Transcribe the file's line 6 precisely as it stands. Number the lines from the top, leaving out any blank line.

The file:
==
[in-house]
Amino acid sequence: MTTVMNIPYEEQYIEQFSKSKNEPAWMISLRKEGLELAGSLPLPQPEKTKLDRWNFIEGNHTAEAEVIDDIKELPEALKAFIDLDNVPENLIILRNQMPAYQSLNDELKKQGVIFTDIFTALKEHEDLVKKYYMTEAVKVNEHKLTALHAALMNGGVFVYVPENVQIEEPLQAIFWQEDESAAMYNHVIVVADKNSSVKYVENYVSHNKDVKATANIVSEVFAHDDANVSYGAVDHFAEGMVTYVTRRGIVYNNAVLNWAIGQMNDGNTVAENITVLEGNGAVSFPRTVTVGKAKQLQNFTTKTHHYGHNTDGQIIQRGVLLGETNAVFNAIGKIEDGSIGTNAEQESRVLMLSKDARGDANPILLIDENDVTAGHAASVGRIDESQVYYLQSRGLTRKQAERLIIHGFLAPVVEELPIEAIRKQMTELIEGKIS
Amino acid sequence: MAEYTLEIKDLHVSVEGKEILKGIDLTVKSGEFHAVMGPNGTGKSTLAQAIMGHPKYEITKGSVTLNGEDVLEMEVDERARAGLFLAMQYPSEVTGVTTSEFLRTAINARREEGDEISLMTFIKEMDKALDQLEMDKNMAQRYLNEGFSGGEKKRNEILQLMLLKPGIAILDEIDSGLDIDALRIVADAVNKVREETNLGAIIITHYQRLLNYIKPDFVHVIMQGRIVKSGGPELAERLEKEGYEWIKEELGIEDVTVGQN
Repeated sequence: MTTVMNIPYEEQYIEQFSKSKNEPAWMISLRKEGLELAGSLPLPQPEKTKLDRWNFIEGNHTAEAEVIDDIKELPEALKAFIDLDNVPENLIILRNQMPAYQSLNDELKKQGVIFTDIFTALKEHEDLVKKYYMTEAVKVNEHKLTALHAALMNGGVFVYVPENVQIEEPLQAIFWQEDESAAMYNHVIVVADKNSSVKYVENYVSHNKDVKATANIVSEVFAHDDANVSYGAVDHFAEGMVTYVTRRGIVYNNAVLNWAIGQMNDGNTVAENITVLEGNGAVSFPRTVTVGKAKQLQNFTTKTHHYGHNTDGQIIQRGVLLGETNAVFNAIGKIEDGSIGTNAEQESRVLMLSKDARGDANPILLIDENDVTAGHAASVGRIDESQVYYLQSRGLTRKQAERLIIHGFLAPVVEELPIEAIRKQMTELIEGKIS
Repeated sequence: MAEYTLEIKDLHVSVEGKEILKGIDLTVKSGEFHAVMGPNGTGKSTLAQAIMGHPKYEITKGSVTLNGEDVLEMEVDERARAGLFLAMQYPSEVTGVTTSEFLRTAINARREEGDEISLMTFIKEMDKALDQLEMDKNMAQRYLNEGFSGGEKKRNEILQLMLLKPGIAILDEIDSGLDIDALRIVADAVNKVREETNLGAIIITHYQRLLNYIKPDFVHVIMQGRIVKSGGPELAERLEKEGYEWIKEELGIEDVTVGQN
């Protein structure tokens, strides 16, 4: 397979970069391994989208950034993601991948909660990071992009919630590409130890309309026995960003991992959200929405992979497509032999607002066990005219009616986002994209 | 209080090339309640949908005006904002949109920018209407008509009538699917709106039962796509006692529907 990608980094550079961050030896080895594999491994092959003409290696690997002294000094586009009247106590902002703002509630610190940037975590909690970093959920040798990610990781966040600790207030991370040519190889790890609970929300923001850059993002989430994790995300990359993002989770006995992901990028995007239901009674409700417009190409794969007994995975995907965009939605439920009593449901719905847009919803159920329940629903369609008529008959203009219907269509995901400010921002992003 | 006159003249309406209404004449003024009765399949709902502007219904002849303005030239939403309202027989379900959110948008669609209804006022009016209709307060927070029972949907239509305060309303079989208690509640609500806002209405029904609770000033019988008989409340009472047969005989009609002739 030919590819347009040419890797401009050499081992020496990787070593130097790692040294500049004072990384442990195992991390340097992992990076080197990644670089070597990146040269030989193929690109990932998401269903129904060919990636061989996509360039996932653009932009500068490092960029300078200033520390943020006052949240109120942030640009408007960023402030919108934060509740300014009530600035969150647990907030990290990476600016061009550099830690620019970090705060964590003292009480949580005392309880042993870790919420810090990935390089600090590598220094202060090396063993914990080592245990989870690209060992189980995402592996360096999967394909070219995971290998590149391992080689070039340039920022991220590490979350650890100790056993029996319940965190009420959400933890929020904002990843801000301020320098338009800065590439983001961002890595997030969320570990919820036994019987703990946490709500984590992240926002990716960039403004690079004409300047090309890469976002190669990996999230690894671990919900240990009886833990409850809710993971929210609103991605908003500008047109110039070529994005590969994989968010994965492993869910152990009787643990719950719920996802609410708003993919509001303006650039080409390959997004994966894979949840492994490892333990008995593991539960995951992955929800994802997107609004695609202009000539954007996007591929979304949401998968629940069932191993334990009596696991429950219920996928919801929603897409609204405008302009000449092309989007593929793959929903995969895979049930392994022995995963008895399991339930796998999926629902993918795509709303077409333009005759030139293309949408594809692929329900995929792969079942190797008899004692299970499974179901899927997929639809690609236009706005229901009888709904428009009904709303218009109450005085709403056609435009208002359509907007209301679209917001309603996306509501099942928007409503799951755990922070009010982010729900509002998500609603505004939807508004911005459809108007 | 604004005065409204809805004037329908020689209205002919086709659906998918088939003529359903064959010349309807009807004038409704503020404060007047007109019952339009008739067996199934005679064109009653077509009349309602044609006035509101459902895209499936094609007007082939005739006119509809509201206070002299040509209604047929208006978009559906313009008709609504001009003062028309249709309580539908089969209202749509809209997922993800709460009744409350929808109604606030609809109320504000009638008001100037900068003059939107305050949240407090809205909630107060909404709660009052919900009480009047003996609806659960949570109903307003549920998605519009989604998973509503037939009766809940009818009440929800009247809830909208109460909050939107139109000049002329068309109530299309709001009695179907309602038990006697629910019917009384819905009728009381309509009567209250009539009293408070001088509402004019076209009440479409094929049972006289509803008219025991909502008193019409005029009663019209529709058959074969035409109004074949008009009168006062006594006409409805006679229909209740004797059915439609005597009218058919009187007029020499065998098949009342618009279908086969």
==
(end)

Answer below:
């Protein structure tokens, strides 16, 4: 397979970069391994989208950034993601991948909660990071992009919630590409130890309309026995960003991992959200929405992979497509032999607002066990005219009616986002994209 | 209080090339309640949908005006904002949109920018209407008509009538699917709106039962796509006692529907 990608980094550079961050030896080895594999491994092959003409290696690997002294000094586009009247106590902002703002509630610190940037975590909690970093959920040798990610990781966040600790207030991370040519190889790890609970929300923001850059993002989430994790995300990359993002989770006995992901990028995007239901009674409700417009190409794969007994995975995907965009939605439920009593449901719905847009919803159920329940629903369609008529008959203009219907269509995901400010921002992003 | 006159003249309406209404004449003024009765399949709902502007219904002849303005030239939403309202027989379900959110948008669609209804006022009016209709307060927070029972949907239509305060309303079989208690509640609500806002209405029904609770000033019988008989409340009472047969005989009609002739 030919590819347009040419890797401009050499081992020496990787070593130097790692040294500049004072990384442990195992991390340097992992990076080197990644670089070597990146040269030989193929690109990932998401269903129904060919990636061989996509360039996932653009932009500068490092960029300078200033520390943020006052949240109120942030640009408007960023402030919108934060509740300014009530600035969150647990907030990290990476600016061009550099830690620019970090705060964590003292009480949580005392309880042993870790919420810090990935390089600090590598220094202060090396063993914990080592245990989870690209060992189980995402592996360096999967394909070219995971290998590149391992080689070039340039920022991220590490979350650890100790056993029996319940965190009420959400933890929020904002990843801000301020320098338009800065590439983001961002890595997030969320570990919820036994019987703990946490709500984590992240926002990716960039403004690079004409300047090309890469976002190669990996999230690894671990919900240990009886833990409850809710993971929210609103991605908003500008047109110039070529994005590969994989968010994965492993869910152990009787643990719950719920996802609410708003993919509001303006650039080409390959997004994966894979949840492994490892333990008995593991539960995951992955929800994802997107609004695609202009000539954007996007591929979304949401998968629940069932191993334990009596696991429950219920996928919801929603897409609204405008302009000449092309989007593929793959929903995969895979049930392994022995995963008895399991339930796998999926629902993918795509709303077409333009005759030139293309949408594809692929329900995929792969079942190797008899004692299970499974179901899927997929639809690609236009706005229901009888709904428009009904709303218009109450005085709403056609435009208002359509907007209301679209917001309603996306509501099942928007409503799951755990922070009010982010729900509002998500609603505004939807508004911005459809108007 | 604004005065409204809805004037329908020689209205002919086709659906998918088939003529359903064959010349309807009807004038409704503020404060007047007109019952339009008739067996199934005679064109009653077509009349309602044609006035509101459902895209499936094609007007082939005739006119509809509201206070002299040509209604047929208006978009559906313009008709609504001009003062028309249709309580539908089969209202749509809209997922993800709460009744409350929808109604606030609809109320504000009638008001100037900068003059939107305050949240407090809205909630107060909404709660009052919900009480009047003996609806659960949570109903307003549920998605519009989604998973509503037939009766809940009818009440929800009247809830909208109460909050939107139109000049002329068309109530299309709001009695179907309602038990006697629910019917009384819905009728009381309509009567209250009539009293408070001088509402004019076209009440479409094929049972006289509803008219025991909502008193019409005029009663019209529709058959074969035409109004074949008009009168006062006594006409409805006679229909209740004797059915439609005597009218058919009187007029020499065998098949009342618009279908086969």